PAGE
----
Review of The Lemonheads
by Teresa Nieman
From Prefix, 11th October 2006
Many a Lemonheads fan will be pleased upon the release of the band's self-titled album -- the eighth Lemonheads album ever and first in nearly ten years -- not only because Evan Dando is back but also because he's still Evan Dando. See, when long-inactive bands re-emerge to churn out an album, it usually means one of two things: The band members are eager to recreate what worked for them in the past, or they want to pull off something entirely unexpected. Either can be good or bad, but the former is obviously the more crowd-pleasing option, and the members of the Lemonheads must have realized this.
Here, they don't stray from their own beaten path, presenting us with eleven solid, jaunty rock tunes. Starting out with "Black Gown," a vague observation on mourning (which isn't nearly as Goth-y as it sounds), the disc proves to be very one-note by the end of its duration. It's not such a bad note, however, and if you enjoy the first song, you're pretty much set. "Black Gown" is probably the strongest, but that's not to say it's all too steeply downhill from there. One of the most listenable, poppy fixtures is "Steve's Boy," which muses on the messy dynamics of father-son relationships in an ultra catchy way. "Baby's Home" manages to harness emotive alt-rock without slipping into schlock, and the first twenty-nine seconds of it are a pleasant surprise. Dando sounds youthful and energetic all the way through, and that's one of the most enjoyable aspects here. He seems glad to be making this music, something that oozes from each verse he delivers. The only time he really falters is with the mildly icky "Become the Enemy," which, to his credit, he didn't' write.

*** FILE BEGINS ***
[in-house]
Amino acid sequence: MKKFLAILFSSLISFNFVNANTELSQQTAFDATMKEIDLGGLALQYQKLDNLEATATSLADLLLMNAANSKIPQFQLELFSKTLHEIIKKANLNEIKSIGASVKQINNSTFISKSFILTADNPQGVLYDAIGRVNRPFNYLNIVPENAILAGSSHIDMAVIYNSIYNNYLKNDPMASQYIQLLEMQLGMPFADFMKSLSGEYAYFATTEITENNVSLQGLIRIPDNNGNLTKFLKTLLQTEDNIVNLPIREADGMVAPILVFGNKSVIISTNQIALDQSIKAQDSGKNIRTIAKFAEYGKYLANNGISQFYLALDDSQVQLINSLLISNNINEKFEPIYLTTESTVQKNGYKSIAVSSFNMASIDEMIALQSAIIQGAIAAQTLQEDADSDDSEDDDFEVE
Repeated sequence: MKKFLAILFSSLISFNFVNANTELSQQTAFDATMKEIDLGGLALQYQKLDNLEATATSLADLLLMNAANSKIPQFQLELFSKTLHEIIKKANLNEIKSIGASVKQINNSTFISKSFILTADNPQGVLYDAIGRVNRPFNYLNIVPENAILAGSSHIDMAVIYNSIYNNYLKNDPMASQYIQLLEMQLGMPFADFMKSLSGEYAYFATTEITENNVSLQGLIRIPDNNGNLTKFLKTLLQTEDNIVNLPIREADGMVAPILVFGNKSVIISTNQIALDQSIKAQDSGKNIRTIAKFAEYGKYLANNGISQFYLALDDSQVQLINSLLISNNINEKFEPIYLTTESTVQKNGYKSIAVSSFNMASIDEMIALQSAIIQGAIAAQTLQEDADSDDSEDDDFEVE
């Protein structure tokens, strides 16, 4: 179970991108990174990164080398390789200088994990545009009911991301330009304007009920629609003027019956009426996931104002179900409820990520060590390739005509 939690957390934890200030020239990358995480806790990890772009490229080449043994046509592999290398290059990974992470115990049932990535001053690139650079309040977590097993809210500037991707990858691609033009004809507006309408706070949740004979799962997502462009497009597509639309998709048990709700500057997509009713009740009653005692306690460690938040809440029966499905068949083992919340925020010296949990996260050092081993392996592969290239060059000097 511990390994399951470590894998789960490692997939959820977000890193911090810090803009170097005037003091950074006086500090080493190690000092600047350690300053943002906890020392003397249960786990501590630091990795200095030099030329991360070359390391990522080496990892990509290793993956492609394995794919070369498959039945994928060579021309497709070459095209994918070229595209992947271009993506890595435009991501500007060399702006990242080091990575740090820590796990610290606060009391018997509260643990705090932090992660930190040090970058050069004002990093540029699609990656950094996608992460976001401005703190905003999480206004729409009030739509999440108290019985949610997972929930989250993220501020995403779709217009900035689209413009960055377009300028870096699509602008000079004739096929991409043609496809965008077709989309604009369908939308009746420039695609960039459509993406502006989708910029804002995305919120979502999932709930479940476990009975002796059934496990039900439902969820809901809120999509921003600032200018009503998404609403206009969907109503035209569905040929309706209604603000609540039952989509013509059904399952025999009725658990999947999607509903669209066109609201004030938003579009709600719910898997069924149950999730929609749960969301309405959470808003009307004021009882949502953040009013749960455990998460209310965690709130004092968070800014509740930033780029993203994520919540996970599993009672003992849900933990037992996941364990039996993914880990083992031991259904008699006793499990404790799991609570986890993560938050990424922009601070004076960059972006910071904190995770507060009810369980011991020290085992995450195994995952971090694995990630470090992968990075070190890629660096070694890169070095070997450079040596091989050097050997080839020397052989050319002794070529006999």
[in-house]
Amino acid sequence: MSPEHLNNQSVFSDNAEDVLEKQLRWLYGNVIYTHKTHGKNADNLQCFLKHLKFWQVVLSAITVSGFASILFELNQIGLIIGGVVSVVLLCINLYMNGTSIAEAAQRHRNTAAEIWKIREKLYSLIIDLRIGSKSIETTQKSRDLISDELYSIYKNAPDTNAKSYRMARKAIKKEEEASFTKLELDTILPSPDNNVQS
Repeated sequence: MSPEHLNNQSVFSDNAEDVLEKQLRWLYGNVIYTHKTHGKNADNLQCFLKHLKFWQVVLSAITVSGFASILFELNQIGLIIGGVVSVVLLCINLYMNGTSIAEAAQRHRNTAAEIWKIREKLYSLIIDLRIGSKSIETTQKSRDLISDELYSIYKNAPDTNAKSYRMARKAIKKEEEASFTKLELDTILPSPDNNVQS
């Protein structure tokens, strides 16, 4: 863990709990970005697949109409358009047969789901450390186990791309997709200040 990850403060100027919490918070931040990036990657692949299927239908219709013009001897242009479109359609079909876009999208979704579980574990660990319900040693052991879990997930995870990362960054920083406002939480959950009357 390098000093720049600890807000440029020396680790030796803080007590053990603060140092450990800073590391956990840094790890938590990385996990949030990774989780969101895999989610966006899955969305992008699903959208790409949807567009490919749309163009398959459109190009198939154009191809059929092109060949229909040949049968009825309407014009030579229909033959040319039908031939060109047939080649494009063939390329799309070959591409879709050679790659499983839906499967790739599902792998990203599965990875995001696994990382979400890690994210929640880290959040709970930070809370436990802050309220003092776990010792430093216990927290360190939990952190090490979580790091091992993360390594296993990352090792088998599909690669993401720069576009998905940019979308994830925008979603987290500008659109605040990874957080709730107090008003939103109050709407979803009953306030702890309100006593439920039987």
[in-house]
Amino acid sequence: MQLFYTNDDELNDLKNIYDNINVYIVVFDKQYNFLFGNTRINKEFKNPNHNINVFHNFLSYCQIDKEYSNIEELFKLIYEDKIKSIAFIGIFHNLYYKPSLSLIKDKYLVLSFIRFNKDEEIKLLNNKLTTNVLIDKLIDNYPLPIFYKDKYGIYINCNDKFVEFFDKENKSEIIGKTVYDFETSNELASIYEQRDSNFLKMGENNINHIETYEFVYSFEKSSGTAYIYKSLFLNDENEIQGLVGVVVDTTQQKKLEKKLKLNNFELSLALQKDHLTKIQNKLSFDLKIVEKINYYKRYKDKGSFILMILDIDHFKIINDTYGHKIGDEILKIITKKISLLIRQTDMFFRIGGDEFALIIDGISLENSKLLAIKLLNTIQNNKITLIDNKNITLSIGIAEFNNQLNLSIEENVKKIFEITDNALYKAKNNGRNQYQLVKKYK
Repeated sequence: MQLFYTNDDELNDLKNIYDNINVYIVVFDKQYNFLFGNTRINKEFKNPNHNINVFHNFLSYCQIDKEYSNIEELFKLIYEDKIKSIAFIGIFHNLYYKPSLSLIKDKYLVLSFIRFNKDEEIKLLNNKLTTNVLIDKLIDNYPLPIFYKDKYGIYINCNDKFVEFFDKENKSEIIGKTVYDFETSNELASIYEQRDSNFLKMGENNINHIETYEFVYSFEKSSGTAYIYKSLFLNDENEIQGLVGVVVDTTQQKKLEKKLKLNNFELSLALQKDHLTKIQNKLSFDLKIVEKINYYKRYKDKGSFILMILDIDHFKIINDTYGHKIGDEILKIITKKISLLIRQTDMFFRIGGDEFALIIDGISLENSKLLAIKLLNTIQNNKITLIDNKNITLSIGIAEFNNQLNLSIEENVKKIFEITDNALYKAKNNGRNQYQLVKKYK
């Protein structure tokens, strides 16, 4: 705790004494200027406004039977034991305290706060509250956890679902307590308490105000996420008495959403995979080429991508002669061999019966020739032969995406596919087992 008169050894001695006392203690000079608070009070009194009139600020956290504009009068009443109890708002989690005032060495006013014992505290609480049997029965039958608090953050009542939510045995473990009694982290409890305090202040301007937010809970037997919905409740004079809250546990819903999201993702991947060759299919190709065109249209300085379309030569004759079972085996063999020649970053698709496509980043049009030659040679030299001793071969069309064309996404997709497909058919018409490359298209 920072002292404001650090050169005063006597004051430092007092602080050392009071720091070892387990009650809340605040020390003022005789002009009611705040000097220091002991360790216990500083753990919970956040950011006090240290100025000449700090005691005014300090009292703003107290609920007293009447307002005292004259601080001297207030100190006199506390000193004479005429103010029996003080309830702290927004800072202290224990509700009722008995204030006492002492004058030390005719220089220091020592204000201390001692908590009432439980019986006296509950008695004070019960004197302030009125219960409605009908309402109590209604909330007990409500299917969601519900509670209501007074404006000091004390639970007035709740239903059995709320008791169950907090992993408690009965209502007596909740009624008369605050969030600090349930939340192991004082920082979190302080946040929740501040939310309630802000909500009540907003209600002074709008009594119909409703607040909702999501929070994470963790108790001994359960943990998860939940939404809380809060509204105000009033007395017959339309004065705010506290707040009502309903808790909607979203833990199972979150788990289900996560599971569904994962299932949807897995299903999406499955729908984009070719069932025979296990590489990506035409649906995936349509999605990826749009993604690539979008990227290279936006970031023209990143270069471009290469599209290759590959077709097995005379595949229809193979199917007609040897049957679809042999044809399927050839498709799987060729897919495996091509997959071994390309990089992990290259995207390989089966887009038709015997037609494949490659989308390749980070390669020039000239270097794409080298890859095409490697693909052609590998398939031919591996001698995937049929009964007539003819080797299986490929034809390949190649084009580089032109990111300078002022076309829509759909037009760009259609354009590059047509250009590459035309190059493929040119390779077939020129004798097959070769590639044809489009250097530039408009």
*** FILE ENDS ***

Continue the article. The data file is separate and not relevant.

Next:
The Lemonheads is a harmless, melodic album that brings familiar material to longtime fans and new audiences alike. I say "familiar material" more or less approvingly. There's no shame in having a raison d'etre -- as loose as this band's may be -- or wanting to stay faithful to it. As Dando backwardly, perhaps self-deprecatingly, notes in the opening track, "If it ain't fixed, don't break it."